When you're going through a periods of doubt (I'm assuming we all do...right?), how does your mind work to make you feel better about your belief in some peasant dying on a cross in a small middle eastern town 2000 years ago? Do you resort to Reason?

Friday, April 10, 2009

"Lest the Cross be emptied of its power"

Chris Swann writes an excellent and biblical piece on ensuring there is good emphasis on rhetoric and imagination in our proclamation of Christ, and attemps to dispel the fallacy that truth is to be preached plainly (I've interpreted this to mean boringly) My favourite quote:

Plain style is still a style

Check it out.

Athiests can sometimes preach better than Christians

If you ignore the platonic dualism present in his thinking, there's some good stuff for here for Christians. In fact it was these words by an athiest that spurred CT Studd to an all out commitment to Christ:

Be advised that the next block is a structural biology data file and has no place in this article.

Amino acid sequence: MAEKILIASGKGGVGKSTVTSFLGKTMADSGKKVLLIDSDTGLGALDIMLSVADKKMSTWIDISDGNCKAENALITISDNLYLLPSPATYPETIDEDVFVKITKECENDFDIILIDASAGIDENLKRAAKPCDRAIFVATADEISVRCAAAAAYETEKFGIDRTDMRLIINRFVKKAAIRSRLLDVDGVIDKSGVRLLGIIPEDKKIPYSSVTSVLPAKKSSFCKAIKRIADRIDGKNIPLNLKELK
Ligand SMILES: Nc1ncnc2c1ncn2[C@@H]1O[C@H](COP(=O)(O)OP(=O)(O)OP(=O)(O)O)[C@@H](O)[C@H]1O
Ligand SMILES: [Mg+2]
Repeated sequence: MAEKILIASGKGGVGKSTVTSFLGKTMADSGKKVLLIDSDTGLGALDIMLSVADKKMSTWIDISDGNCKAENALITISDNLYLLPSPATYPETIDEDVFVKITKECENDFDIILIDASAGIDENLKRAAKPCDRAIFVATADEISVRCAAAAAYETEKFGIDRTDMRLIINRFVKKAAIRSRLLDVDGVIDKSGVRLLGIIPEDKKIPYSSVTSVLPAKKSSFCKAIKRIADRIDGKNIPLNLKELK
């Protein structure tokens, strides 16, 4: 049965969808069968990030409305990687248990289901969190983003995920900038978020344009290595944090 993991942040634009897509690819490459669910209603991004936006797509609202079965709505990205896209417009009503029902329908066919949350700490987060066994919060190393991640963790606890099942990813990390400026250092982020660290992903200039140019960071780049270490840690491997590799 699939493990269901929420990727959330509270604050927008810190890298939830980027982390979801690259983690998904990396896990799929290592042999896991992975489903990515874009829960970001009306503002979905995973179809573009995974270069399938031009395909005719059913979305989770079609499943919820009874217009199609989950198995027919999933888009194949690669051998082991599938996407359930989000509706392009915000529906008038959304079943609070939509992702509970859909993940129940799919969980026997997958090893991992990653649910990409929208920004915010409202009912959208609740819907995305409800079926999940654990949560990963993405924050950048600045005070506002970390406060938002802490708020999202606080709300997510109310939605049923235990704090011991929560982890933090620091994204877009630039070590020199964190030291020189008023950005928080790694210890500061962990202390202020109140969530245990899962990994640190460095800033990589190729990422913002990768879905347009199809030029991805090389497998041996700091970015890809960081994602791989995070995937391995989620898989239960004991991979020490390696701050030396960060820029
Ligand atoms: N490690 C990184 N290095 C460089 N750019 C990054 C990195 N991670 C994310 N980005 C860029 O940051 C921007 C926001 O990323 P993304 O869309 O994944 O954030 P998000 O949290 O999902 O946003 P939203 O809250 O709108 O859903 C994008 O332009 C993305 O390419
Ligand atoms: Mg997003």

"If I firmly believed, as millions say they do, that the knowledge and practice of religion in this life influences destiny in another, then religion would mean everything to me. I would cast away earthly enjoyments as dross, earthly cares as follies, and earthly thoughts and feelings as vanity. Religion would be my first waking thought, and my last image before sleep sank me into unconsciousness. I should labor in its cause alone. I would take thought for the morrow of eternity alone. I would esteem one soul gained for heaven worth a life of suffering. Earthly consequences would never stay my hand, or seal my lips. Earth, its joys and griefs, would occupy no moment of my thoughts. I would strive to look upon eternity alone, and on the immortal souls around me, soon to be everlastingly happy or everlastingly miserable. I would go forth to the world and preach to it in season and out of season, and my text would be, "what shall it profit a man if he gain the whole world and lose his own soul?"